There are ways in which hobby (or sporadic) income and expenses/deductions are treated differently than those of a business and there are ways in which they are treated the same. It's important to know these differences because the US Internal Revenue Service (IRS) and state revenue agencies do.
First, all income from a hobby (or sporadic activity) or a business is subject to taxation. BUT, as indicated before just how much and how it is taxed will vary between the two tax structures.
Second, all expenses/deductions used in a hobby or business MUST be reasonable and necessary, but how they are treated in the calculation for taxable income -- and even some of the forms used -- is different.
Let’s look at an example:
Ima Writer not only earned money writing a newsletter for her friend's business but she also received a Form 1099-MISC. In a panic, she called her friend because she had never seen one of these forms before and wanted to know what it meant. Also, she hadn't realized that she had made as much money as the document indicated because she really didn’t keep track of the income she received.
Her friend calmed her down and advised her to talk with a tax professional. Ima Writer said that she didn't know how to even begin to choose one of those since her return had always been so easy to do in the past. Her friend gave her the name of her own accountant and advised Ima Writer to contact her.
The accountant explained that a 1099-MISC form was issued for a variety of reasons to include reporting to the IRS money tendered to independent contractors such as herself, and that these documents were required when the total amount of money tendered/received at one time, or over a given tax year, was $600 or more.
Perplexed, Ima Writer queried as to what an independent contractor was and the accountant explained that this is someone who provides a service to someone else or to a business, and who is not an employee of that person or business. (More discussion on the difference between an employee and an independent contractor will be presented in a future Blog.)
It was clear that Ima Writer had much to learn about the impact of receiving money for helping her friend and the resulting effect on her federal and state income tax returns. Even though she felt she had earned very little money over the year, she knew she needed to take this situation very seriously. Armed with the advice of the accountant, Ima Writer set out to have a better understanding of just what she had gotten herself into. So, she accessed the IRS website (www.IRS.gov) and downloaded the following publications, forms and instructions for tax year 2013 per the accountant's advice:
Publication 17 - Your Federal Income Tax
Form 1040 Instructions
Schedule A (Form 1040)
Schedule A Instructions (Form 1040)
Form 1099-MISC Instructions
After reading the materials listed above, it was clear to Ima Writer that she would have to include the amount of income indicated on line 3 of Form 1099-Misc on her federal tax return. For tax year 2012 if Ima Writer were considered a hobbyist and not a business then the income reflected on line 3 of Form 1099-Misc would be included on line 21 of Form 1040 as Other Income. Ima Writer will have to confirm that the 2013 version of Form 1040 has Other Income on line 21 as well since tax forms are subject to change each year based on laws passed by Congress.
It is important to note at this time that due to receiving Form 1099-Misc, Ima Writer must now use the federal Form 1040 and is no longer eligible for Form 1040A or Form 1040EZ as she has been in the past. The good news is that with the tax preparation software today it is fairly easy and straight forward to have the income correctly listed on one’s federal and state income tax returns.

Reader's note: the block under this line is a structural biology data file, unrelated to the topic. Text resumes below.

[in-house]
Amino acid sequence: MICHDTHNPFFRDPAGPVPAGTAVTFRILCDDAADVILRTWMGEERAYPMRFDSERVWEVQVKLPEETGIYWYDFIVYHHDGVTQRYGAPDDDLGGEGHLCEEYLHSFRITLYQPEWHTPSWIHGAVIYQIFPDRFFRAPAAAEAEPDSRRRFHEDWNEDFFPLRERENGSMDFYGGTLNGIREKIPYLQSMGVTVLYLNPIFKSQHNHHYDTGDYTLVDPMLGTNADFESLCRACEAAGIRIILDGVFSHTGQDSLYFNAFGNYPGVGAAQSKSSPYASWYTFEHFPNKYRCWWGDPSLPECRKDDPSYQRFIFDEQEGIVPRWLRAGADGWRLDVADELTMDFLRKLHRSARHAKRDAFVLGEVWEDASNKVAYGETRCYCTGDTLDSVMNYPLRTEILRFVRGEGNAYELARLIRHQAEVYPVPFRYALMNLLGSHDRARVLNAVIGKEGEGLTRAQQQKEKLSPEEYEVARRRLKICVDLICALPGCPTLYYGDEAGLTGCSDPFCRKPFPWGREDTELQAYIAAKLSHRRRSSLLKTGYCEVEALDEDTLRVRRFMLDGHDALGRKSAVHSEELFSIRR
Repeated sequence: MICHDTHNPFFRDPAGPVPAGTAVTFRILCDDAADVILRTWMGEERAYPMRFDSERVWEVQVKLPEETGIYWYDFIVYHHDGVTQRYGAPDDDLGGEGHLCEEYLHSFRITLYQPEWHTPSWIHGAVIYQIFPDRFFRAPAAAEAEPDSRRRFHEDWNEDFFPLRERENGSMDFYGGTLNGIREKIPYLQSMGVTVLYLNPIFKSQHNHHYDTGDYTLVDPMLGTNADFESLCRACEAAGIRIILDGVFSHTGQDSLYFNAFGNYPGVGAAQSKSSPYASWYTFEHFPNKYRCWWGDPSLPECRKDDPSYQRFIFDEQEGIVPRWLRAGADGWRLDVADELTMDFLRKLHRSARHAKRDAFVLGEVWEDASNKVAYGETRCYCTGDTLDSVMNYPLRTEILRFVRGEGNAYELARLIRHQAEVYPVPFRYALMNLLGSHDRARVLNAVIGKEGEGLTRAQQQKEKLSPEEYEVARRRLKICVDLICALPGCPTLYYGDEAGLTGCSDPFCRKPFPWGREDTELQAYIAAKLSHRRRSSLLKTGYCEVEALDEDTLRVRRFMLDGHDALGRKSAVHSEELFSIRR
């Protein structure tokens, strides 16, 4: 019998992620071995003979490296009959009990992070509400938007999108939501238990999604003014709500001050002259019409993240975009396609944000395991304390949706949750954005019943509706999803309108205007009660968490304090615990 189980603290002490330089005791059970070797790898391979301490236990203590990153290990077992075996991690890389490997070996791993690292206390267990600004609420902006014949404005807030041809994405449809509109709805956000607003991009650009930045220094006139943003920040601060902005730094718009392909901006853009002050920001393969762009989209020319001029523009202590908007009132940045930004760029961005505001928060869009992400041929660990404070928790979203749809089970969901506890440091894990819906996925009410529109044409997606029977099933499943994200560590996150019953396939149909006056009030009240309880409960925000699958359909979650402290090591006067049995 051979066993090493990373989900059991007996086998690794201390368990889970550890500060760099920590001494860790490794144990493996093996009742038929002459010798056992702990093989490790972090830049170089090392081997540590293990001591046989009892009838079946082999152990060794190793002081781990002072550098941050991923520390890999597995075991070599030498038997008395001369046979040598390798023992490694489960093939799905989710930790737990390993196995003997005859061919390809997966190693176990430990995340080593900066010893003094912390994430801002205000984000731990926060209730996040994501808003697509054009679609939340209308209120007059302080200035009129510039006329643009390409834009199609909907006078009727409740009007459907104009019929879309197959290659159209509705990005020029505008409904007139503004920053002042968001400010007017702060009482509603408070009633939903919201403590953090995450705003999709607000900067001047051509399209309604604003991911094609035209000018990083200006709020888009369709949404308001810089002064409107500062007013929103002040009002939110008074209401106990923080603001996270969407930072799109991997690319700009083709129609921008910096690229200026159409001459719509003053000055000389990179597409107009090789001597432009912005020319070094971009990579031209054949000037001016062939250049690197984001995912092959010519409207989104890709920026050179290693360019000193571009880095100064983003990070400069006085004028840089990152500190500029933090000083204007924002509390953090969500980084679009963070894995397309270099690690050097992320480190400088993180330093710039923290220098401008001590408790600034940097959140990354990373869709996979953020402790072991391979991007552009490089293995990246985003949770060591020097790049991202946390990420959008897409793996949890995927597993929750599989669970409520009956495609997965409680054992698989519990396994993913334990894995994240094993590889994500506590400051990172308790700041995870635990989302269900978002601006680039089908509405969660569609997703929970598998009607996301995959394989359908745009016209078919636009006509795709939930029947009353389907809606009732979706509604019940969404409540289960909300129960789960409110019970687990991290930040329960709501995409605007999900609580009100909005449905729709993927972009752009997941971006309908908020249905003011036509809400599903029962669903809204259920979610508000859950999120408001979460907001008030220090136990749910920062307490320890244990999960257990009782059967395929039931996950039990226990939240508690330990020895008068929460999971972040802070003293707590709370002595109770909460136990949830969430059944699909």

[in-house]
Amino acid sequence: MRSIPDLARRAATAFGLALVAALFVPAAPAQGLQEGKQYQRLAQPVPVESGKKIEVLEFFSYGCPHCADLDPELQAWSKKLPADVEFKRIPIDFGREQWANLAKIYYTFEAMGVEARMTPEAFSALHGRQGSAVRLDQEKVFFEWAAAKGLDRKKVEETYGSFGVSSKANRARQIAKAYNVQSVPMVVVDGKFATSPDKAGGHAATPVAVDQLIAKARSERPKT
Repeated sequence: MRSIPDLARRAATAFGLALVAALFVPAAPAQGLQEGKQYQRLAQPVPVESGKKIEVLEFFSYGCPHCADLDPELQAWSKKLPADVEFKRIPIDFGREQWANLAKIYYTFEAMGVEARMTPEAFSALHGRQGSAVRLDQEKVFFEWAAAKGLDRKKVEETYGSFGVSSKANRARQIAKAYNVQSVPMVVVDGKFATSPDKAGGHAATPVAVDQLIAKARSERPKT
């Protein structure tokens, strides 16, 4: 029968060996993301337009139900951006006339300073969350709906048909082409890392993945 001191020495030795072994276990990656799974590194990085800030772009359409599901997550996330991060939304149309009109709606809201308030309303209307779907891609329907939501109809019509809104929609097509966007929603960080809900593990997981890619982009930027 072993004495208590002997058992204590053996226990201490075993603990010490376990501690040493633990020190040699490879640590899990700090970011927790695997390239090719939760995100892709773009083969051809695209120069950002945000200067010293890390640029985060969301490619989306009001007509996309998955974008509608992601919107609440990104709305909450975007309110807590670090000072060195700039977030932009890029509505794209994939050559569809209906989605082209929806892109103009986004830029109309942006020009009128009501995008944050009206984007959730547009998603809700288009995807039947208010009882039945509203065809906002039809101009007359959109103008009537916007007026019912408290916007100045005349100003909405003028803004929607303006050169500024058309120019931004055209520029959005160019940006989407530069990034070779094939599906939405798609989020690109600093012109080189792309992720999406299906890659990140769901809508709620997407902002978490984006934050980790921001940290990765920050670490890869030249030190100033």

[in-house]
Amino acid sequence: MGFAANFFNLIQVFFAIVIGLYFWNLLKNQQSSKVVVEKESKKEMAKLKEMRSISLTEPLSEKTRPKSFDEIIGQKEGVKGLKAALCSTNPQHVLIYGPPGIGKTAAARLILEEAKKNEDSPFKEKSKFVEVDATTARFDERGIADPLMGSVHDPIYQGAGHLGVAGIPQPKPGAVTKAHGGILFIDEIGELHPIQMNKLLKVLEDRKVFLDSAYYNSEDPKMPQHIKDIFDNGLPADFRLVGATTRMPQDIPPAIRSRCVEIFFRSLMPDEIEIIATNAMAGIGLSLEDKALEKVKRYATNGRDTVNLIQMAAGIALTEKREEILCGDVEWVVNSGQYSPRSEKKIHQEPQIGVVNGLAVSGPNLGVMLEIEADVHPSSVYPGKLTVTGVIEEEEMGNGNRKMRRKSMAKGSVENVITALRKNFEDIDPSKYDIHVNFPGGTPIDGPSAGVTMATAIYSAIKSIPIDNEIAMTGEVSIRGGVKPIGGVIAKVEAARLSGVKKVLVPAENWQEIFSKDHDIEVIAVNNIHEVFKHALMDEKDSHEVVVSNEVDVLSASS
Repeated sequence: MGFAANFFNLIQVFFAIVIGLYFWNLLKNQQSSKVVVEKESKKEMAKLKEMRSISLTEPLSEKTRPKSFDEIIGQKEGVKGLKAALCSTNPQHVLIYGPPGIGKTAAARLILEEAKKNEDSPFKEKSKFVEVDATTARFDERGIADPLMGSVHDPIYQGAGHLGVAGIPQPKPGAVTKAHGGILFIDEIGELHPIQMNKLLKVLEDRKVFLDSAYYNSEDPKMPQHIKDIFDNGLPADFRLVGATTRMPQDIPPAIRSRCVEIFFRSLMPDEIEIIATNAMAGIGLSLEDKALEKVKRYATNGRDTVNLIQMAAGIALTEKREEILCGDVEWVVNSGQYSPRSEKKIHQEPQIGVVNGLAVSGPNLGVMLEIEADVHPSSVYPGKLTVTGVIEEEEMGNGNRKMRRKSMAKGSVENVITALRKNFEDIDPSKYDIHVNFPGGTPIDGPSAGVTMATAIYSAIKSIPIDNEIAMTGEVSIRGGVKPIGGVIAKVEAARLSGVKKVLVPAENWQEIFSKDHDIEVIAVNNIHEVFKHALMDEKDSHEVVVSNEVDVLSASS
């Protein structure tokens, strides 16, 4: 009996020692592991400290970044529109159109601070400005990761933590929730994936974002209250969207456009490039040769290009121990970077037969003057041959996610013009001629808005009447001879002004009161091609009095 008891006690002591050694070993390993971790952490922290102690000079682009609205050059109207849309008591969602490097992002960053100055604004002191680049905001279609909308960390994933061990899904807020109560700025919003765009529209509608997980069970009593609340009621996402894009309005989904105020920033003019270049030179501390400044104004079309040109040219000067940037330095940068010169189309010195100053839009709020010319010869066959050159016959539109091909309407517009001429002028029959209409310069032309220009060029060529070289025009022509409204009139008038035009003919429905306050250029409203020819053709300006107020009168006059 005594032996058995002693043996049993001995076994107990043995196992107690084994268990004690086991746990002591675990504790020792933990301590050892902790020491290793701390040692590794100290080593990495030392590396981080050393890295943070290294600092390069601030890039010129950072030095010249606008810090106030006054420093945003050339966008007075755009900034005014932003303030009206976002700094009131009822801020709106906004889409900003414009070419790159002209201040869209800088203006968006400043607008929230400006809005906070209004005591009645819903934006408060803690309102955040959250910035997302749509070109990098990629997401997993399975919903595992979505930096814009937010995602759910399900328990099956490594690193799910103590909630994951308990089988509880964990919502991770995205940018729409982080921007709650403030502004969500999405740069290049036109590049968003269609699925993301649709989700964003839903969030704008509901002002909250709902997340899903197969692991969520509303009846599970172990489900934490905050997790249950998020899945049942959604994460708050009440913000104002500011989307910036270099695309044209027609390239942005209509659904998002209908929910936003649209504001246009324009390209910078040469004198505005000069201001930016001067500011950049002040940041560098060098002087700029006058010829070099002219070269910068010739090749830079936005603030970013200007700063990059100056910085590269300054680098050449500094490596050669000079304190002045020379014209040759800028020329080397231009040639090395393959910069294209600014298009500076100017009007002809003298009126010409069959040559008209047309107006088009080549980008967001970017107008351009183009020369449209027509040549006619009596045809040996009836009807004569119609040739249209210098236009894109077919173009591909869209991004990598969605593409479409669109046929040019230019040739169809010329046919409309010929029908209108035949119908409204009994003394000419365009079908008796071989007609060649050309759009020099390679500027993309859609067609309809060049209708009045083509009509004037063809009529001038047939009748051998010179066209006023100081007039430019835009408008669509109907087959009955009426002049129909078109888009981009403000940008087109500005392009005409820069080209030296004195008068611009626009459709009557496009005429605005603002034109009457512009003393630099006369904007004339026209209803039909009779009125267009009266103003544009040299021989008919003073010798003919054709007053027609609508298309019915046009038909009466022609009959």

Ima Writer believes that she is indeed a hobbyist because she never intended to make a profit and she is not actively seeking to earn money from her writing endeavors. Her friend came to her and basically asked Ima Writer to help out with her business but insisted on paying her for the work that she provided. In the end, Ima Writer’s friend was so pleased with her work that she asked her to produce not only the newsletter but a few brochures as well. Still, Ima Writer only accepted the work when she had time and didn’t treat it as a business.
Ultimately, Ima Writer earned $750 from her writing which is reflected on line 3 of Form 1099-Misc that her friend’s accountant provided. The $750 is the amount of other income that is then included on line 21 of the federal Form 1040. To appreciate the impact that this amount of money could have on someone’s federal income tax return you need to understand that this amount affects what is known as the Adjusted Gross Income (AGI) of an individual’s federal tax return and the AGI affects thresholds for tax credits, brackets and so much more. Additionally, income received on Form 1099-Misc typically does not have any corresponding withholdings sent to the IRS or state revenue department to offset any income tax owed.
We will continue this discussion next week by looking at Ima Writer’s 2012 tax profile and demonstrate how earning $750 as an independent contract impacts that return. At this time we have to use the 2012 forms and rules because the rules for 2013 have not yet been fully released.
Dear Writer – if you haven’t done so already, you too should download the publications, forms and schedules mentioned above, and keep that calculator handy because we're going to keep looking at the numbers just so you can see where the money flows on Ima Hobbyist's federal tax return. We'll also see just how much of her hobby income is taxed and how it affects the rest of her federal tax return calculations.